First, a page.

- Robert H. Scott, III (Monmouth University)
This report uses data from the Kauffman Firm Survey (KFS) to study the credit card debt characteristics of new firms. It specifically investigates whether revolving credit card debt reduces a firm’s probability of survival. More than half of all new firms rely on debt financing when starting operations. A vast majority of these businesses rely on credit card debt to fill any equity gap. This debt financing strategy can be very expensive. While credit card debt provides needed short-term funding, reliance on this type of financing may lead many businesses into a long-term liquidity drain that affects their financial stability—and thus survival.
A multivariate regression model was developed and tested using the KFS data (not shown), which found that credit card debt reduces the likelihood that a new business will survive in the first three years of operation. The results, which were statistically significant, found that every $1,000 increase in credit card debt increases the probability a firm will close by 2.2 percent. No relationship was found, however, between using credit card debt to start a business and that business’s survival or closure.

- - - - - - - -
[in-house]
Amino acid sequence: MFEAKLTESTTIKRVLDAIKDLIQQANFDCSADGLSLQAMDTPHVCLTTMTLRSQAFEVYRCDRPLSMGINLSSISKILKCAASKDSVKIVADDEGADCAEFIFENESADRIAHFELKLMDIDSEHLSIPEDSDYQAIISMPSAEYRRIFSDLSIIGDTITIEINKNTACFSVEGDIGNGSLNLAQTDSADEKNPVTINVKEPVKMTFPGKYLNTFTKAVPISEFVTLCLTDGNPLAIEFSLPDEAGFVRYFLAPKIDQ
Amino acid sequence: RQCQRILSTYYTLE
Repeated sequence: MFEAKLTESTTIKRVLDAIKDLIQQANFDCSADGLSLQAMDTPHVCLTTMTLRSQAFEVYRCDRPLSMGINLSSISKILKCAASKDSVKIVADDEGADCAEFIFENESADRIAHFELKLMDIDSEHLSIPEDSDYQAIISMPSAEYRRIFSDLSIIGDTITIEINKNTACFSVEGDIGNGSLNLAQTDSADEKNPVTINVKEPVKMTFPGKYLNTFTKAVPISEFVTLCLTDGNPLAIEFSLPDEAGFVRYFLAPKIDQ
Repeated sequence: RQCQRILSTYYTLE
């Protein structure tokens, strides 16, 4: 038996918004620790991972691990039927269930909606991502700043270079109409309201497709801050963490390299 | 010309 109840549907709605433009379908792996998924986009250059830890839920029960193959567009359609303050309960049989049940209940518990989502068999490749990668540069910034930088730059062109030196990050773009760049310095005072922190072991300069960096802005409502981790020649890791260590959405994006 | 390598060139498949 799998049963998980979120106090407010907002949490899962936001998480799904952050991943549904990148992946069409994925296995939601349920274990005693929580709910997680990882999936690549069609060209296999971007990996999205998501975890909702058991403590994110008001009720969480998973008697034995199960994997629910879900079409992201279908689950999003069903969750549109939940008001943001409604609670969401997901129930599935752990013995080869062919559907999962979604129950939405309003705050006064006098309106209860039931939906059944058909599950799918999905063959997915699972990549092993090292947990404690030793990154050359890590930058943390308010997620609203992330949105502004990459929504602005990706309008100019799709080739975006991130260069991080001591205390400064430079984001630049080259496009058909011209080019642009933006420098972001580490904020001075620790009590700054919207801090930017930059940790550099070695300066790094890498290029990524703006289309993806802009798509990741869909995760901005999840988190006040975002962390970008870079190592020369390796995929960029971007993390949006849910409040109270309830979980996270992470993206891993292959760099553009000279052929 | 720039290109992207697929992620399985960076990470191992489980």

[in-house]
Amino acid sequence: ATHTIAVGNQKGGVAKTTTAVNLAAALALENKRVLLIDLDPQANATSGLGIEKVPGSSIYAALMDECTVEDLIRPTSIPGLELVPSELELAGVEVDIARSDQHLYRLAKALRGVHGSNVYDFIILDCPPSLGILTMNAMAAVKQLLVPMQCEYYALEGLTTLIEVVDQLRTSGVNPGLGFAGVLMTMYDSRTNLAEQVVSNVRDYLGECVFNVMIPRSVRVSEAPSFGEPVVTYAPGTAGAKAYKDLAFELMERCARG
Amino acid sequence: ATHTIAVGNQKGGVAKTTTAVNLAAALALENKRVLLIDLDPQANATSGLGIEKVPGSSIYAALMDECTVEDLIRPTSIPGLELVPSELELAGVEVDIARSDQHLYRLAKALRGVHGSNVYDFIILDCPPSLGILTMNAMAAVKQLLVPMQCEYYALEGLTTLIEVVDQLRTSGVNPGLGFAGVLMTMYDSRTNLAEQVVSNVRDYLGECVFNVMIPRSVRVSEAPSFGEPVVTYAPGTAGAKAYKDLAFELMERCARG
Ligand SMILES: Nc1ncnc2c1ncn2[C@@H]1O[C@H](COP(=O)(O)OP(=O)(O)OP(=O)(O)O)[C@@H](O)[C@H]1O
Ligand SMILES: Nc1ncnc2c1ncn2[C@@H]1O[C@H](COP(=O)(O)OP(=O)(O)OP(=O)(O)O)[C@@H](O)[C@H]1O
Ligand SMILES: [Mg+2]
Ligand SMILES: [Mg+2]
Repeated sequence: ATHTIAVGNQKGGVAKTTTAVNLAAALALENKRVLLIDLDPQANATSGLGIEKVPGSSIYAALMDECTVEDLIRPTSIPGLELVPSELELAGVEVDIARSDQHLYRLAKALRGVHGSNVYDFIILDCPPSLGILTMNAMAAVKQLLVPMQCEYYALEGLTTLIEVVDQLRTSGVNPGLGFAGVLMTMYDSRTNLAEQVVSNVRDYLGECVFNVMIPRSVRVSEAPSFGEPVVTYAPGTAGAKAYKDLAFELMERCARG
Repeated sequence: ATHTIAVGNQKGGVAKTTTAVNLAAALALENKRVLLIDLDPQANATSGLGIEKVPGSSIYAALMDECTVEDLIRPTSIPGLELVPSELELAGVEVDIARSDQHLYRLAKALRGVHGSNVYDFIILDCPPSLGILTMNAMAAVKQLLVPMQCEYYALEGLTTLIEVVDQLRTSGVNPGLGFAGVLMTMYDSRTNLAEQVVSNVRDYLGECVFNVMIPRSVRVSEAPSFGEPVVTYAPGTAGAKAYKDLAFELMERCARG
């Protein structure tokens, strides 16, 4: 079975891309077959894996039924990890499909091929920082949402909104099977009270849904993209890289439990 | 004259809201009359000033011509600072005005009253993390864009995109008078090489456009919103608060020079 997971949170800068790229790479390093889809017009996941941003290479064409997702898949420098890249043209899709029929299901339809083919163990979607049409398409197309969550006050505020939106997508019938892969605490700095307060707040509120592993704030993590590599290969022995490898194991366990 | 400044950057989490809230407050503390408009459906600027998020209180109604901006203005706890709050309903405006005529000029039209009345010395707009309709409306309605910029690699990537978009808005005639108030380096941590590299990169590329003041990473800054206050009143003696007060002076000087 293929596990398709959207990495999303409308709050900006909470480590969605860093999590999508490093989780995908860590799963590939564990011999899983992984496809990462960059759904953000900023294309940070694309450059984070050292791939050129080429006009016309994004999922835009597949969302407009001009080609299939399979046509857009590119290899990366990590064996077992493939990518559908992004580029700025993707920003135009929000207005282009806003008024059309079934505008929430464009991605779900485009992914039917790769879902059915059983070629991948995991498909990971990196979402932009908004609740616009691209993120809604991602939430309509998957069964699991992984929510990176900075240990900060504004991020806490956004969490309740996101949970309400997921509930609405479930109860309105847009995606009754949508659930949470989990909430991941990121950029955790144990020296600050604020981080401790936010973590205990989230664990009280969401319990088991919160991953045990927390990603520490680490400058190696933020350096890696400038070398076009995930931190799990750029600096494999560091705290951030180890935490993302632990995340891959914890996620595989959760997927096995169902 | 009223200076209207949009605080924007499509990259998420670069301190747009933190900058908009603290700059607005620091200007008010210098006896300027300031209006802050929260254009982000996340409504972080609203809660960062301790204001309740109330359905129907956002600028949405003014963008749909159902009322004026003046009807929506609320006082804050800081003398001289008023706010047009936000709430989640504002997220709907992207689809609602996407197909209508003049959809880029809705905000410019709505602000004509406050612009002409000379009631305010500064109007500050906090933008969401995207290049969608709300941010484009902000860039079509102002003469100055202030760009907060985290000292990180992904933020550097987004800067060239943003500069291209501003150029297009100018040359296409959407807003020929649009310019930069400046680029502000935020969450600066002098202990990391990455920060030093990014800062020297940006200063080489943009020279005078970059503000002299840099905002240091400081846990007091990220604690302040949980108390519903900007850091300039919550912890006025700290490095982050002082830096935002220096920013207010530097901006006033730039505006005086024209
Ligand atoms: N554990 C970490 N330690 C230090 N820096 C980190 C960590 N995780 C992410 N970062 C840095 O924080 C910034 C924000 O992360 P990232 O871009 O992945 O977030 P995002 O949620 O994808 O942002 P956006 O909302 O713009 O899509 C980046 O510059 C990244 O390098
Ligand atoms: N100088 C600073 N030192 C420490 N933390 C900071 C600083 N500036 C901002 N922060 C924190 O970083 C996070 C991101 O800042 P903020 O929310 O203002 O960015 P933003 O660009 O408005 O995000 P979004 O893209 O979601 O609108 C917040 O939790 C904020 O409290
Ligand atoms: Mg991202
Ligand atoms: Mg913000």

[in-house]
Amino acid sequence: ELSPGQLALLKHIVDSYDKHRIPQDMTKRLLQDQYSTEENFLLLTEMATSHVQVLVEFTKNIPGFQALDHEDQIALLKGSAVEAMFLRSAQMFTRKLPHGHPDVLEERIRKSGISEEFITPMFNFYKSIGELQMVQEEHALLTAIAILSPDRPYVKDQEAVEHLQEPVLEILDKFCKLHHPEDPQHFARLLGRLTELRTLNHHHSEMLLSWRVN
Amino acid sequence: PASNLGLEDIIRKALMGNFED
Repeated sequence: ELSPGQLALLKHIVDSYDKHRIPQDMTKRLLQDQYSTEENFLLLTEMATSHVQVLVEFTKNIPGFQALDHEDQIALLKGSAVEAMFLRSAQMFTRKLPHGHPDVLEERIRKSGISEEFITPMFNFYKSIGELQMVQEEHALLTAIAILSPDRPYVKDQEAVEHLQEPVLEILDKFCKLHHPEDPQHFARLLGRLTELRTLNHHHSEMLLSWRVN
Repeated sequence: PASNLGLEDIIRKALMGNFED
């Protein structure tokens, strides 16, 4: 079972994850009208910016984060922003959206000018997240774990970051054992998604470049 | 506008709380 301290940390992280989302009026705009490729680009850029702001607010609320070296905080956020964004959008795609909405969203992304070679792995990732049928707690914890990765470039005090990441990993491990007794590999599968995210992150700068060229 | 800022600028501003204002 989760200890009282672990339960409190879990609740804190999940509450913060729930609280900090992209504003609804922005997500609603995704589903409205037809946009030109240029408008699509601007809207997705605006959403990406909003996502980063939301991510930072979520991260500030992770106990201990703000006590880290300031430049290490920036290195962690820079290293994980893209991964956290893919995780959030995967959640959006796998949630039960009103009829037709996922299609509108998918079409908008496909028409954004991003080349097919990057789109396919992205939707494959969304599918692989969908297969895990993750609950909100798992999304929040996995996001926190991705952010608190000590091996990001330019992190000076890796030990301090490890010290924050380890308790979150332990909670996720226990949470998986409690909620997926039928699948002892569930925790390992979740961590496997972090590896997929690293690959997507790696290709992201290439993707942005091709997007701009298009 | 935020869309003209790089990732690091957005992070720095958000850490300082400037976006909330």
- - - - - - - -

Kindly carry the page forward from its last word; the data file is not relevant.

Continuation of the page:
Many factors explain why new businesses succeed or not. The growth in credit card use among small businesses has raised the question of whether firms with credit card debt were less likely to survive during their beginning stages of development. This study shows that credit card debt does play a role in business closure in the first few years of operations. And, while it is not the only determinant of a business’s stability, it appears to be an important factor in a firm’s likelihood to survive.
A complementary working paper on this topic, Plastic Capital: Credit Card Debt and New Business Survival, is posted on SSRN: http://ssrn.com/abstract=1457744M.